Epidemiologists are public health professionals who investigate patterns and causes of disease and injury in humans.
What they do
Epidemiologists seek to reduce the risk and occurrence of negative health outcomes through research, community education and health policy.
They typically do the following:
- Plan and direct studies of public health problems to find ways to prevent and treat them if they arise
- Collect and analyze data—through observations, interviews, and surveys, and by using samples of blood or other bodily fluids—to find the causes of diseases or other health problems
- Communicate their findings to health practitioners, policymakers, and the public
- Manage public health programs by planning programs, monitoring their progress, analyzing data, and seeking ways to improve the programs in order to improve public health outcomes
- Supervise professional, technical, and clerical personnel
Epidemiologists collect and analyze data to investigate health issues. For example, an epidemiologist might collect and analyze demographic data to determine who is at the highest risk for a particular disease. They also may research and investigate the trends in populations of survivors of certain diseases, such as cancer, so that effective treatments can be identified and repeated across the population.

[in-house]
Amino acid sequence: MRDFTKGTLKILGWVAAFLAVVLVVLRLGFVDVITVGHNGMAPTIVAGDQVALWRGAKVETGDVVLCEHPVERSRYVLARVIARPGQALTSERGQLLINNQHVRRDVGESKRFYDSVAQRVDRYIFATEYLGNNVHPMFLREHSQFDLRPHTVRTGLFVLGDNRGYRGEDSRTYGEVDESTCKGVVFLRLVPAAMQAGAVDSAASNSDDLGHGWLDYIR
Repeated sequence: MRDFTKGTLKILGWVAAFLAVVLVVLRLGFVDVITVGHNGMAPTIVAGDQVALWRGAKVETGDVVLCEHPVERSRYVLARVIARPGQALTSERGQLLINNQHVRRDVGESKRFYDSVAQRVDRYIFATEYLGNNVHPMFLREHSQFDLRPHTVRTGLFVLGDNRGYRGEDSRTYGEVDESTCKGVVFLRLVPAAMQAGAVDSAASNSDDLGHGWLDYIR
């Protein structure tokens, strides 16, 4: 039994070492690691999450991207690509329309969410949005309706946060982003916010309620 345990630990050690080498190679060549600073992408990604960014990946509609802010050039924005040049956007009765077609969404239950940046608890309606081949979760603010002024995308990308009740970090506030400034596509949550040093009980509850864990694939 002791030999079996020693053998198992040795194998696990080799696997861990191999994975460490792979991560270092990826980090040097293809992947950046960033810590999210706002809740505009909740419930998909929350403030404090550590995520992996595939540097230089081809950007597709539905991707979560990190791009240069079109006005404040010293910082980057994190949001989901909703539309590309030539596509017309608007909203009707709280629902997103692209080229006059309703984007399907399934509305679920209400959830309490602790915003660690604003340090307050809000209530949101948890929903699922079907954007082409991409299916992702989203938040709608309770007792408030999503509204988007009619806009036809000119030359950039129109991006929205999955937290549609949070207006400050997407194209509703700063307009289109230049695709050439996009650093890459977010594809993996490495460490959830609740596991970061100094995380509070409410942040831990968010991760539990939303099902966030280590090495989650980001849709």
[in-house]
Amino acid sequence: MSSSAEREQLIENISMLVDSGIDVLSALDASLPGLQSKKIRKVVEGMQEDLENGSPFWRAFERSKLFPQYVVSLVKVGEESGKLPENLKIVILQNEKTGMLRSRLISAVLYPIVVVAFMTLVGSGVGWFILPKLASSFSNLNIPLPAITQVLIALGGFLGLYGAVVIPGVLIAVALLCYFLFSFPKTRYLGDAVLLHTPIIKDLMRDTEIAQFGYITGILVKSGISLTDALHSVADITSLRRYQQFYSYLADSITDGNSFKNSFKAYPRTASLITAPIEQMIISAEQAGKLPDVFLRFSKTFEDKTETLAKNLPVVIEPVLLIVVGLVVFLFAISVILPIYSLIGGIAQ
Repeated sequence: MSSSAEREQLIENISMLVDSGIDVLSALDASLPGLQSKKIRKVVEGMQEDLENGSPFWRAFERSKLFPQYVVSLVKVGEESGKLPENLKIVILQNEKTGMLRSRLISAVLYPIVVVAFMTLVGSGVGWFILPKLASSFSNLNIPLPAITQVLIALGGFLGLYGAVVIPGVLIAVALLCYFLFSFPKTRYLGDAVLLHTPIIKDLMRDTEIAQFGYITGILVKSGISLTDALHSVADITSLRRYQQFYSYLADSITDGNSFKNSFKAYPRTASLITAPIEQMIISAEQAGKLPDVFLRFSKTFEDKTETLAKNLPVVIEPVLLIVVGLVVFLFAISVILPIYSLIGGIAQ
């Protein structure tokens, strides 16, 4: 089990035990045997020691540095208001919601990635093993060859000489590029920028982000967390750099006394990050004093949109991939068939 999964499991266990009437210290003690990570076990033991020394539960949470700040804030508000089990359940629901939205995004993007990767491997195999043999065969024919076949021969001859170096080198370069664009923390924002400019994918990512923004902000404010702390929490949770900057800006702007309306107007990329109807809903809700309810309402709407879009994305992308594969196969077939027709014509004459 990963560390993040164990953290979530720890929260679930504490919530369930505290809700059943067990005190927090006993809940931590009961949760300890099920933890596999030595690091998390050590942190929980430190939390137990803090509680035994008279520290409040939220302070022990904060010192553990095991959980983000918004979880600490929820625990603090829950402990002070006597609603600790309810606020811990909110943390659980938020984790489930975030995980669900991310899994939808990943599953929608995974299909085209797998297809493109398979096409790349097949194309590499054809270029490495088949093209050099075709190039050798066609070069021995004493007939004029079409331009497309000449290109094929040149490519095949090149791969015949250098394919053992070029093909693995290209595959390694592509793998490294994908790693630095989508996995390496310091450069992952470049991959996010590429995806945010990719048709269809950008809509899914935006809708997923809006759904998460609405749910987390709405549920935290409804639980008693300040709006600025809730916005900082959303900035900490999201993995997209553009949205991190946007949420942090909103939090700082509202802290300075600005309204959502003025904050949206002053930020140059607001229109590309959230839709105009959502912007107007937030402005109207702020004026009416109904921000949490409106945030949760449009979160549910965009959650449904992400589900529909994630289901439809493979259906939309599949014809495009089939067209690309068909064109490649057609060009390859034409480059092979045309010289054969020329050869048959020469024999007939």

Epidemiologists typically work in applied public health or in research. Applied epidemiologists work for state and local governments, addressing public health problems directly. They often are involved with education outreach and survey efforts in communities. Research epidemiologists typically work for universities or in affiliation with federal agencies, such as the Centers for Disease Control and Prevention (CDC) or the National Institutes of Health (NIH).
Epidemiologists who work in private industry commonly conduct research for health insurance companies or pharmaceutical companies. Those in nonprofit companies often do public health advocacy work. Epidemiologists involved in research are rarely advocates, because scientific research is expected to be unbiased.
Epidemiologists typically specialize in one or more of the following public health areas:
- Infectious diseases
- Chronic diseases
- Maternal and child health
- Public health preparedness and emergency response
- Environmental health
- Occupational health
- Oral health
- Substance abuse
- Mental health
For more information on occupations that concentrate on the biological workings of disease or the effects of disease on individuals, see the profiles for biochemists and biophysicists, medical scientists, microbiologists, and physicians and surgeons.
Epidemiologists typically work in offices and laboratories at health departments for state and local governments, in hospitals, and at colleges and universities. Epidemiologists are also employed in the federal government by agencies such as the Centers for Disease Control and Prevention (CDC). Work environments can vary widely, however, because of the diverse nature of epidemiological specializations. Epidemiologists also may work in clinical settings or in the field, where they support emergency actions.